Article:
Teacher turnover is a real issue for schools nationwide, but all hope is not lost. Our research shows that simple retention strategies—like a school leader explicitly encouraging a teacher to stay—can make a measurable difference in teachers returning to their schools for the following year. When school leaders implement targeted retention strategies, it impacts teachers’ perceptions and actual retention rates. The most significant jump in retention rates occurs when moving from no strategies to just one strategy, boosting retention from 62 percent to 73 percent. 

Retention Strategies Work. Teachers who received more strategies were more likely to be retained. Bar graph shows data from 193,420 teachers who responded to the Insight Survey between 2108-2023. Correlation between number of strategies received and retention is significant on a logistic regression, p < 0.0001. Teachers who got no strategies were retained at 62%. Teachers who received 1-2 strategies were retained at 73%. Teachers who received 3-7 strategies were retained at between 75-79%.

Leaving teacher retention up to chance is a recipe for losing teachers. Statistically, there was a significant difference in the retention rates of teachers who didn’t experience any retention strategies and those who experienced at least one.  

Retention Strategies Work. Teachers who received 1 or more strategies were more likely to be retained. Bar graph shows that teachers who received no strategies were retained at 62.3%, while those who got one or more strategies were retained at 75.4%.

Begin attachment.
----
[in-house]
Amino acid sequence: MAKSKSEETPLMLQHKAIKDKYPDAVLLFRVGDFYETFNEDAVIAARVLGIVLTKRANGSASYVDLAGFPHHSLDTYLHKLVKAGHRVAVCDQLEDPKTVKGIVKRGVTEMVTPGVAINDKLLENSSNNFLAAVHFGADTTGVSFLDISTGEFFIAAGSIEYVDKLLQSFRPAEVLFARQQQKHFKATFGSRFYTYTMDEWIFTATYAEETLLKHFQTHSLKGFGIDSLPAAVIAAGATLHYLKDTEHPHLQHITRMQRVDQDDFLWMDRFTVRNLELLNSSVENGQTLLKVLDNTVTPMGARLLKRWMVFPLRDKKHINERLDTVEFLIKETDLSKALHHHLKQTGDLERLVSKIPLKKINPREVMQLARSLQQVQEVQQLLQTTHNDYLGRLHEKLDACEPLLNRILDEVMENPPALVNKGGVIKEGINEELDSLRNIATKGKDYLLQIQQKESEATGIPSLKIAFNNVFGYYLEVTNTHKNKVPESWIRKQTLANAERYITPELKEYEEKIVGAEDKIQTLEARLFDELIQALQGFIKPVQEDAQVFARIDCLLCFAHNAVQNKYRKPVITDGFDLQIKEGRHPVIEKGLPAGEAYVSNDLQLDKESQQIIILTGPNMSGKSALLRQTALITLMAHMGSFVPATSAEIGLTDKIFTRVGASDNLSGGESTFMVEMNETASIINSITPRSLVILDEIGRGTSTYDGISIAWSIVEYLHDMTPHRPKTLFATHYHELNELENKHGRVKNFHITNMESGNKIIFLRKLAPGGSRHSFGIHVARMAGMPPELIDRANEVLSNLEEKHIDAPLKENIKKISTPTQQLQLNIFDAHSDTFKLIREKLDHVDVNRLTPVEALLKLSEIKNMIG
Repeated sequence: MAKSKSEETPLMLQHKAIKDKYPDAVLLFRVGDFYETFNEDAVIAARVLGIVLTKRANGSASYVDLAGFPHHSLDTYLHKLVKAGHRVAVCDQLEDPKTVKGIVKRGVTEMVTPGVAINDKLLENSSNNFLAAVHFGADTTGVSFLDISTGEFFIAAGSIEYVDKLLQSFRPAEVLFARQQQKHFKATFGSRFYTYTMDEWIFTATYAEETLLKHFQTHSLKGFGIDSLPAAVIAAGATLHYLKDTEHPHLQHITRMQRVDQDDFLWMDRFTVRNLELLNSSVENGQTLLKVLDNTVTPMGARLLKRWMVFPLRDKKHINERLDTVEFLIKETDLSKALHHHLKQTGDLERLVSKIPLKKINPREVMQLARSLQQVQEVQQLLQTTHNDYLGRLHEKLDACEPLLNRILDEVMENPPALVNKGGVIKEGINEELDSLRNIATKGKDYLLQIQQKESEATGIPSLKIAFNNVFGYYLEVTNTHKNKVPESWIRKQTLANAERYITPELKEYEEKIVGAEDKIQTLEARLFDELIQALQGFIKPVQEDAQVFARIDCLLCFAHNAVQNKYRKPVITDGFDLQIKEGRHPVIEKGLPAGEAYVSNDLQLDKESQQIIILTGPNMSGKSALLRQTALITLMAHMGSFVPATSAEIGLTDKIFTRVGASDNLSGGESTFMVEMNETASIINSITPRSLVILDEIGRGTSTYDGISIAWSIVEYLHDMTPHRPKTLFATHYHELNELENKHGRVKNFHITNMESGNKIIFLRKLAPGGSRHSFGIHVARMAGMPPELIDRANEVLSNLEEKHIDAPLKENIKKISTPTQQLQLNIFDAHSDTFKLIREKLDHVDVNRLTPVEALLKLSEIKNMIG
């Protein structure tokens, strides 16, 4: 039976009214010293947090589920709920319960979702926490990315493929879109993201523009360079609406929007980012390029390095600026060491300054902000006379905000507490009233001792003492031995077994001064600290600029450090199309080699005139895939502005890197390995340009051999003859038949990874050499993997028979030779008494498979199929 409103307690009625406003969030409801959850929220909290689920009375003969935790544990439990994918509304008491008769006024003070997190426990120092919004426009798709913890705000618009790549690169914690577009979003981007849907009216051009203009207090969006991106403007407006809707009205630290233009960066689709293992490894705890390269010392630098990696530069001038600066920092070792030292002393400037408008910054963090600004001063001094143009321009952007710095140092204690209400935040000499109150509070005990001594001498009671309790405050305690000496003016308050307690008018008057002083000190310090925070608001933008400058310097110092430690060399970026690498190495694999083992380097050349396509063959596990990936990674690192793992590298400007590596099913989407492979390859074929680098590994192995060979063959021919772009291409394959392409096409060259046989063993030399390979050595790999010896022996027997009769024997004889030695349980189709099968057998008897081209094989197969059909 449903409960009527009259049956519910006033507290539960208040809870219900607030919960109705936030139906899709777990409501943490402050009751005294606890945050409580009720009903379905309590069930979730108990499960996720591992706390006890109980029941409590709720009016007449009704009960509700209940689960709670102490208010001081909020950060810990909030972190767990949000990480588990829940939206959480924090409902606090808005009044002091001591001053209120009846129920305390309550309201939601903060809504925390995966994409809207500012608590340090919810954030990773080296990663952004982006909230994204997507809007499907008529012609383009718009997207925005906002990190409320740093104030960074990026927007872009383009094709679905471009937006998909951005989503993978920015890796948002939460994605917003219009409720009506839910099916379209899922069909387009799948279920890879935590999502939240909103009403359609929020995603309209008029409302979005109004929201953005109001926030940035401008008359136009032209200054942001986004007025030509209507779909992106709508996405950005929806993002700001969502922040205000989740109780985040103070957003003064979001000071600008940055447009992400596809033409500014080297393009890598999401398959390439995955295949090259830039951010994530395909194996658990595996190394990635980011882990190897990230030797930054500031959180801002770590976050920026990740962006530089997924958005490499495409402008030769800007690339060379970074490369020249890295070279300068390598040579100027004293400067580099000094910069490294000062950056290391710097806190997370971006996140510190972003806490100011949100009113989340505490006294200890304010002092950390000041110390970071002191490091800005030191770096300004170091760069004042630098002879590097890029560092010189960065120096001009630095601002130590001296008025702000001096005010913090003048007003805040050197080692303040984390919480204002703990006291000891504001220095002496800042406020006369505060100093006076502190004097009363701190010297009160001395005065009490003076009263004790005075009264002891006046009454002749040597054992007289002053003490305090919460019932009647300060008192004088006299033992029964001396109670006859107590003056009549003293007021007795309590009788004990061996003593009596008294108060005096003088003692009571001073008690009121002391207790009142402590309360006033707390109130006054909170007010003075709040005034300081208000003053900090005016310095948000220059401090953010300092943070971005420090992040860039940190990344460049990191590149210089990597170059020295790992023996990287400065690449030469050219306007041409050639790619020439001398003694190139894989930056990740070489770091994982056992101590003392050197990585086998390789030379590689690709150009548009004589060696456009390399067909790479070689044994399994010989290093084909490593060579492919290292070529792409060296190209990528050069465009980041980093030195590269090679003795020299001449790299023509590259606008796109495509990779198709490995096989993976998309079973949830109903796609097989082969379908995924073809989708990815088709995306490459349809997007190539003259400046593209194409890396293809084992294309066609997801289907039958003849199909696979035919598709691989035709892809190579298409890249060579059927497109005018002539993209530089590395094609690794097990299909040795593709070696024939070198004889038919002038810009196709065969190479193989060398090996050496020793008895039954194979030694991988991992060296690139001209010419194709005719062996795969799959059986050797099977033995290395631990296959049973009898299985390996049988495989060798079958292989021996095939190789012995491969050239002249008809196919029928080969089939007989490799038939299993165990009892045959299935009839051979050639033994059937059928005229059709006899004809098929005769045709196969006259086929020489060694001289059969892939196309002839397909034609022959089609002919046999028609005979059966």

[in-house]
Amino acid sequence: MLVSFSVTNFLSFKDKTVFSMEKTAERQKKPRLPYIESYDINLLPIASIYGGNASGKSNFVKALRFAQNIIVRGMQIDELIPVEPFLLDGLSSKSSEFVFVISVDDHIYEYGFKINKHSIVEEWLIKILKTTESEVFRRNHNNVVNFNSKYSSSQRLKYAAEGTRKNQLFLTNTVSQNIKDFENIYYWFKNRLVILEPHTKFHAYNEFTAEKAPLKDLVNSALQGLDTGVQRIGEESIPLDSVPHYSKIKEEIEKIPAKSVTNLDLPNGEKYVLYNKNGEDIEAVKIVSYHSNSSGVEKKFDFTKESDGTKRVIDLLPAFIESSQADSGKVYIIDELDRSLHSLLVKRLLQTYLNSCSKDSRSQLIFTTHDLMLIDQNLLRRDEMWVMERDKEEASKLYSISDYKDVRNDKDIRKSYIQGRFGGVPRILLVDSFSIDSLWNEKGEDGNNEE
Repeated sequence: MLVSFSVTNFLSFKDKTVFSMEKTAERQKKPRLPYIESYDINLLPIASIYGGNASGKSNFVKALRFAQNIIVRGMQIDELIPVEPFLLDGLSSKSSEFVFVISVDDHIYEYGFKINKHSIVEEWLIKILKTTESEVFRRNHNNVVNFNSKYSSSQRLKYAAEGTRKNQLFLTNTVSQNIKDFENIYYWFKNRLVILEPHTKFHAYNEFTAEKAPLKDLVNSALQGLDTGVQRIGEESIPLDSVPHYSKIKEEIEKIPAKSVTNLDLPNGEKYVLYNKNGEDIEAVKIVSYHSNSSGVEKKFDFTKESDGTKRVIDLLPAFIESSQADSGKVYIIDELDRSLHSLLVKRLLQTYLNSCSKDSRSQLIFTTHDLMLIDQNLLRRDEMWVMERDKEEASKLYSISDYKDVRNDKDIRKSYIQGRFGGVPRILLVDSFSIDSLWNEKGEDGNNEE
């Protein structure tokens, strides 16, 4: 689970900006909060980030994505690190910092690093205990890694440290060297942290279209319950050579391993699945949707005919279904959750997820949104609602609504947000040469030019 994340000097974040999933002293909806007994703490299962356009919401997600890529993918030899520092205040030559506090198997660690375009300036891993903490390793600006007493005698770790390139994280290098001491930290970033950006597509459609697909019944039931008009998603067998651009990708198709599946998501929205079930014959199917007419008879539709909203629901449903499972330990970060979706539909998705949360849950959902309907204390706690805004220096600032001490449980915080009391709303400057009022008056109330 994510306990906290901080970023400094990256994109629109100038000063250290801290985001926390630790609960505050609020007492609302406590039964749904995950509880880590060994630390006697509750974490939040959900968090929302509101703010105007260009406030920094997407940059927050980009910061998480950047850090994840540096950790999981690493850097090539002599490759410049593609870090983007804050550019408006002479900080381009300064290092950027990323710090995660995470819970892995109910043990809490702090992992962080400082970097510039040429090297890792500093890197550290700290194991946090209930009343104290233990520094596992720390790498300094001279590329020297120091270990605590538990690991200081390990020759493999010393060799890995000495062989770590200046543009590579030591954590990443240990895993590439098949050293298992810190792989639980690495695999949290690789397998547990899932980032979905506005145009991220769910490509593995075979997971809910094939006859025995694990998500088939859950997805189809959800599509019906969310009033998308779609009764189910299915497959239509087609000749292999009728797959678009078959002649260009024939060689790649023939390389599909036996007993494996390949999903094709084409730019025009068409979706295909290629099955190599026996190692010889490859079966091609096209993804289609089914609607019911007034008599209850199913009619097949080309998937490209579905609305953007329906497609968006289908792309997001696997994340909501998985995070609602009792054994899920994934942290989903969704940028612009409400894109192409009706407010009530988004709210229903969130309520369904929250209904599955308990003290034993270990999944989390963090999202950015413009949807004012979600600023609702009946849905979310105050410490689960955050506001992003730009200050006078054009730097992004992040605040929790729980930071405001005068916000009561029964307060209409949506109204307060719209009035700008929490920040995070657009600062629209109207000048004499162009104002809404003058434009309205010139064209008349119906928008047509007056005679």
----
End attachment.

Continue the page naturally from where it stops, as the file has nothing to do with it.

Efforts to retain effective teachers don’t have to be expensive or difficult. The three strategies in the Insight teacher survey that showed the strongest correlation with teacher retention were: 

  1. Provided me with regular, positive feedback 
  2. Informed me that I am high-performing 
  3. Encouraged me to continue teaching at my school next year 

Taking the time to acknowledge and appreciate great teachers can genuinely influence their willingness to return for another year. It’s never too late! TNTP’s Instructional Culture Insight team administers surveys in both fall and spring. We’ve discovered that teachers’ intentions in fall can change by spring, and even their spring plans aren’t set in stone. Among those surveyed in fall who planned to leave their school at the end of the year, 37% returned the following year. However, of those surveyed in the spring with similar intentions, only 19% returned the next year. Our analysis also revealed that teachers’ stated plans to return to their school the following year were approximately 75% accurate in the fall and 83% accurate in the spring.  

Planned vs. Actual Retention. Percentage of teachers who were retained the next year, measured in Fall and Spring.